As the plaintiff, the Government bore the initial burden of making out a prima facie case of discrimination. Albemarle Paper Co. v. Moody, 422 U.S. 405, 425, 95 S.Ct. 2362, 2375, 45 L.Ed.2d 280; McDonnell Douglas Corp. v. Green, supra, 411 U.S., at 802, 93 S.Ct., at 1824. And, because it alleged a systemwide pattern or practice of resistance to the full enjoyment of Title VII rights, the Government ultimately had to prove more than the mere occurrence of isolated or “accidental” or sporadic discriminatory acts. It had to establish by a preponderance of the evidence that racial discrimination was the company’s standard operating procedure the regular rather than the unusual practice.

The Government bolstered its statistical evidence with the testimony of individuals who recounted over 40 specific instances of discrimination. Upon the basis of this testimony the District Court found that “(n)umerous qualified black and Spanish-surnamed American applicants who sought line driving jobs at the company over the years, either had their requests ignored, were given false or misleading information about requirements, opportunities, and application procedures, or were not considered and hired on the same basis that whites were considered and hired.”

Minority employees who wanted to transfer to line-driver jobs met with similar difficulties. The company’s principal response to this evidence is that statistics can never in and of themselves prove the existence of a pattern or practice of discrimination, or even establish a prima facie case shifting to the employer the burden of rebutting the inference raised by the figures. But, as even our brief summary of the evidence shows, this was not a case in which the Government relied on “statistics alone.” The individuals who testified about their personal experiences with the company brought the cold numbers convincingly to life.”78

(emphasis supplied)

Therefore, once a petitioner could establish a prima facie case of discrimination that did not occur as accidental or sporadic instances of conduct, it could prove its case using statistical evidence, witness testimonies and other qualitative methods to establish a preponderance of systemic discrimination.

76. In 1997, in the United Kingdom, Sir William Macpherson, a retired High Court judge, was commissioned to study institutional racism in the police force. This study was situated in the backdrop of the lacunae in the investigation of a murder of Stephen Lawrence, a Black British teenager. The findings, publicized as the “Macpherson Report” on 24 February 199979 concluded that the investigation by the police was marred by incompetence and institutional racism. The report studied prejudices within officers which fed into an institutional culture as follows:

“6.34. The collective failure of an organisation to provide an appropriate and professional service to people because of their colour, culture, or ethnic origin. It can be seen or detected in processes, attitudes and behaviour which amount to discrimination through unwitting prejudice, ignorance, thoughtlessness and racist stereotyping which disadvantage minority ethnic people. It persists because of the failure of the organisation openly and adequately to recognise and address its existence and causes by policy, example and leadership. Without recognition and action to eliminate such racism it can prevail as part of the ethos or culture of the organisation. It is a corrosive disease.”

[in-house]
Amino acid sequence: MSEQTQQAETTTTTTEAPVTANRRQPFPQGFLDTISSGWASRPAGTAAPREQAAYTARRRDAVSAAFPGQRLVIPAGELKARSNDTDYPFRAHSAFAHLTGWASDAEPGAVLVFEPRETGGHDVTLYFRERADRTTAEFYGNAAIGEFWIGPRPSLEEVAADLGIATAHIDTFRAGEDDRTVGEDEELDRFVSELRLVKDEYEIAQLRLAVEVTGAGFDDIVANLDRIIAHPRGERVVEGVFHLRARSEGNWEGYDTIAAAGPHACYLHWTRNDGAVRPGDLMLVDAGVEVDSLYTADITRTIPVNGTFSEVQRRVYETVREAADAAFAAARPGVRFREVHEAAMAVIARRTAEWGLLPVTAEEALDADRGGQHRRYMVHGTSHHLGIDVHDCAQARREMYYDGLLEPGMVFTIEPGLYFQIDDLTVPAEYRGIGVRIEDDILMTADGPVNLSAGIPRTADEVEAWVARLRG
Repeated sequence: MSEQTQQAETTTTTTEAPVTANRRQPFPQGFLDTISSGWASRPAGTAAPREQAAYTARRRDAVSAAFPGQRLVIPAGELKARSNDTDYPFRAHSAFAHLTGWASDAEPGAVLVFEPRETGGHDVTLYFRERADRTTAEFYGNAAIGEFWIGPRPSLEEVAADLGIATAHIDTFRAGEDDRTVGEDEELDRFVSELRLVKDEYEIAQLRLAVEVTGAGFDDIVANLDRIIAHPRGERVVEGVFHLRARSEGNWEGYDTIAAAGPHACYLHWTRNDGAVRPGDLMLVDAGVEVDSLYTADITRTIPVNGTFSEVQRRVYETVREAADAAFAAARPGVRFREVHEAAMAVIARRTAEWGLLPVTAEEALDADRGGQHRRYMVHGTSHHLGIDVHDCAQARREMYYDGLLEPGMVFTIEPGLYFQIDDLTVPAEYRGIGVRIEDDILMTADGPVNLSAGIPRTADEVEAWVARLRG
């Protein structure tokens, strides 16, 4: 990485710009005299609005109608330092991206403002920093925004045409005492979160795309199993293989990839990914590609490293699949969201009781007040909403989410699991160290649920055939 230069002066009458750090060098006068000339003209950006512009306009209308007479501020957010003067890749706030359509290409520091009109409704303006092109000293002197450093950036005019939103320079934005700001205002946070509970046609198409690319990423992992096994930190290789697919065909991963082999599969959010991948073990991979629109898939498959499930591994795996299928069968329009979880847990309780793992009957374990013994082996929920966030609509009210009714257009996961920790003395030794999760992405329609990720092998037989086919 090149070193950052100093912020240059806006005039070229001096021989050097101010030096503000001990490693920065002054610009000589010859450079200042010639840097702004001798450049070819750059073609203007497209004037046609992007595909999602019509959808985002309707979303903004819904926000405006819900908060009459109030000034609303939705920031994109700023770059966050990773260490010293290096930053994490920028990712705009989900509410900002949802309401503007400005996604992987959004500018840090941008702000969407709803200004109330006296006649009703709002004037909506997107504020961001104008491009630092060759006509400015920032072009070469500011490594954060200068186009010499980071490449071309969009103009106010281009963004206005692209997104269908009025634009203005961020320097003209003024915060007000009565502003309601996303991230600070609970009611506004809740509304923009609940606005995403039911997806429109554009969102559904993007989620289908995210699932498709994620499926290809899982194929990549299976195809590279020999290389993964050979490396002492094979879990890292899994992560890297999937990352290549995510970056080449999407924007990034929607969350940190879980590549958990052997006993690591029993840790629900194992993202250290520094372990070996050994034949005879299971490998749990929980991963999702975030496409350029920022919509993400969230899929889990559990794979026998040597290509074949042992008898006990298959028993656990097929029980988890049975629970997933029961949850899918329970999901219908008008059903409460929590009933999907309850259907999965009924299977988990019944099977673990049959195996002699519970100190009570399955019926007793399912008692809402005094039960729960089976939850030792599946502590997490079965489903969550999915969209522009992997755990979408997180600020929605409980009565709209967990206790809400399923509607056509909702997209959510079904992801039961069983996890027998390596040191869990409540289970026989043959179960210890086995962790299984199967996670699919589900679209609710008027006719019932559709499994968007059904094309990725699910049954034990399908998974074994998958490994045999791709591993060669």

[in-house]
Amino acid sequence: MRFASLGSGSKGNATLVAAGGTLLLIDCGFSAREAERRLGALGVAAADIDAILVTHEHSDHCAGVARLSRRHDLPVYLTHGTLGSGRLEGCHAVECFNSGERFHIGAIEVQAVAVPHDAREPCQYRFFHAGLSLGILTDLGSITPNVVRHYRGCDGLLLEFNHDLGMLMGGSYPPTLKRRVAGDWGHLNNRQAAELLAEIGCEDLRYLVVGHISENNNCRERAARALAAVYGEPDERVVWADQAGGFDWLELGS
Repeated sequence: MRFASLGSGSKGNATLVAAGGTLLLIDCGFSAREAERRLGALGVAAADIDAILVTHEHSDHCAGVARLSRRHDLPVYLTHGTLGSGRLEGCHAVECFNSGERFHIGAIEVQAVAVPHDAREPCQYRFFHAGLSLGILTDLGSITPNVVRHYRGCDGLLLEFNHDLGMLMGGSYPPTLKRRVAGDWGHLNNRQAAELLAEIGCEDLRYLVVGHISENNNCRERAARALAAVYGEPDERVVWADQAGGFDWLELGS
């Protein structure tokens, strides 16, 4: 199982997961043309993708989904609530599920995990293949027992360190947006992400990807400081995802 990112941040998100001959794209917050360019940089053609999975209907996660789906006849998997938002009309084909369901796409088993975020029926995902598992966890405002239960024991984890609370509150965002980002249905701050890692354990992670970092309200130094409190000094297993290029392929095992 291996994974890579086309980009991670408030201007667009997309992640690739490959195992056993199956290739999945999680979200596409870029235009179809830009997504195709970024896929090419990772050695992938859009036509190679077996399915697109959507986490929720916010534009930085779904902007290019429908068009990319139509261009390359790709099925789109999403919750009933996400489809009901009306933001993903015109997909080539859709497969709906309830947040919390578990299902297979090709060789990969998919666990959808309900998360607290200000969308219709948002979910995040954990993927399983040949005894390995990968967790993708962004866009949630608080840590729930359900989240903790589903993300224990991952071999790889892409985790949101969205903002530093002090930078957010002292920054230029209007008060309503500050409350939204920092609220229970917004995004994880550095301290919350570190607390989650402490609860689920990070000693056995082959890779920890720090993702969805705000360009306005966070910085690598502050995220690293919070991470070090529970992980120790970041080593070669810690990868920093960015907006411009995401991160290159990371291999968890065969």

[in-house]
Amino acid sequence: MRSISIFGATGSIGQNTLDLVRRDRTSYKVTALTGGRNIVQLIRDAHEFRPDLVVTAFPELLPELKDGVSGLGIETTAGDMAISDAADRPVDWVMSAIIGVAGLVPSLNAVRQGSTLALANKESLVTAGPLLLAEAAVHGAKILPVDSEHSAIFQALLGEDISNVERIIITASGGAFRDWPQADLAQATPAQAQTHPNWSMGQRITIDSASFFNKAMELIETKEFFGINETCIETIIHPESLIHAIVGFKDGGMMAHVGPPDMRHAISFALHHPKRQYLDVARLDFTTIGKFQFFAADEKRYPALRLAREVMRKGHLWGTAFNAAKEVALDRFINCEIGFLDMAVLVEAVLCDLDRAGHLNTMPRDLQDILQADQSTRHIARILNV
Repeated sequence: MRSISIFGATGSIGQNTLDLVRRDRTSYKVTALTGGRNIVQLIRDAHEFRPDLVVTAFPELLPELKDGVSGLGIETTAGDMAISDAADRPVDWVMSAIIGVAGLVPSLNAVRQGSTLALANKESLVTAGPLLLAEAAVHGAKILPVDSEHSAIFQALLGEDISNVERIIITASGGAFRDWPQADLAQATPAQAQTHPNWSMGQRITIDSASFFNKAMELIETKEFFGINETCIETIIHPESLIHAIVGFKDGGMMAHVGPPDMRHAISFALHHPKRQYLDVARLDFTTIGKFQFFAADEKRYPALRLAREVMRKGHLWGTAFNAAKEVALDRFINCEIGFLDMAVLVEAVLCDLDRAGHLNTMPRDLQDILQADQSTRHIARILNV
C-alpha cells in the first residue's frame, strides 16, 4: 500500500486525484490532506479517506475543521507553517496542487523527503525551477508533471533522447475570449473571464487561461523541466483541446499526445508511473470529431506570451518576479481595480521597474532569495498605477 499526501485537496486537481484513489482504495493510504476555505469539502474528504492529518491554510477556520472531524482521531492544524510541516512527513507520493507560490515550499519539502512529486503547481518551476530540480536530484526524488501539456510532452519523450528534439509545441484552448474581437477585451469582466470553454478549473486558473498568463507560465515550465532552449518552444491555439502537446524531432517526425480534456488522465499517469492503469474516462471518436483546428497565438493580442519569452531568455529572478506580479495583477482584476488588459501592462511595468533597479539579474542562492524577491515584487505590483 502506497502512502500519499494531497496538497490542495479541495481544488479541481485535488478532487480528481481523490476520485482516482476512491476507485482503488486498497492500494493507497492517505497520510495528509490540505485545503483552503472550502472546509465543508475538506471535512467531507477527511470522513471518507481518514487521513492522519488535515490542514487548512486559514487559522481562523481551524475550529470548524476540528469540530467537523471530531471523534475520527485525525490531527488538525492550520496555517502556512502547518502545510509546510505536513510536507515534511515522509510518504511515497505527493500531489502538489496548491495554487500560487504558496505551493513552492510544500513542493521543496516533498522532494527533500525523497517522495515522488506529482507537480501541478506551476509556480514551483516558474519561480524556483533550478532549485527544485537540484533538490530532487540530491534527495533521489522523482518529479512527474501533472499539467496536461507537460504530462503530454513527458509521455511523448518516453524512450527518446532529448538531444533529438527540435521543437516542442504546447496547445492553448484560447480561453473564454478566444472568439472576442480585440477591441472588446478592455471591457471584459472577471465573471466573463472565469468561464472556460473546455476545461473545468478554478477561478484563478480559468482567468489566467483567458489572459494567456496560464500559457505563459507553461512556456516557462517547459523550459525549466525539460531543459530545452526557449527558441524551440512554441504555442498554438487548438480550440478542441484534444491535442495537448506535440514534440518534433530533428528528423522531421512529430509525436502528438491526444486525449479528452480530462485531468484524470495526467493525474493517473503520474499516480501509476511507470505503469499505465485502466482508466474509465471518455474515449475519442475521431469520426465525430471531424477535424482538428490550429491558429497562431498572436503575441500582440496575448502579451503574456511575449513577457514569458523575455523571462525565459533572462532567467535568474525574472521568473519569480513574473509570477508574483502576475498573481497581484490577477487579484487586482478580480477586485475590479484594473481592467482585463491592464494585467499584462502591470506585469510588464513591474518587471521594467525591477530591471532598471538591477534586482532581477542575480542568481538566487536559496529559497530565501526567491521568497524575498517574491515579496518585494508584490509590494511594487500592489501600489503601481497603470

77. Therefore, an analysis of discrimination, with a view towards its systemic manifestations (direct and indirect), would be best suited for achieving our constitutional vision of equality and antidiscrimination. Systemic discrimination on account of gender at the workplace would then encapsulate the patriarchal disadvantage that permeates all aspects of her being from the outset, including reproduction, sexuality and private choices which operate within an unjust structure.

In propounding this analysis, this Court is conscious of the practical limitations of every framework to understanding workforces, considering the bulk of litigation against systemic discrimination, would be from members of an organized and formal workforce who would have the wherewithal and evidence of patterns or practices to bolster their claims.

For the laboring class in India, which is predominantly constituted by members facing multiple axels of marginalization, litigating their right to work with equality and dignity may be a distant dream. However, it is our earnest hope, that a vision of systemic discrimination, would aid members of even informal workforces who, in addition to battling precarity at their places of work, will be able to assert a right to equality and dignity.

A framework that would situate their discrimination, against systemic societal patterns of discrimination that are constituted and compounded by social and economic structures, would help in addressing several fractures that are contributing to inequality in our society.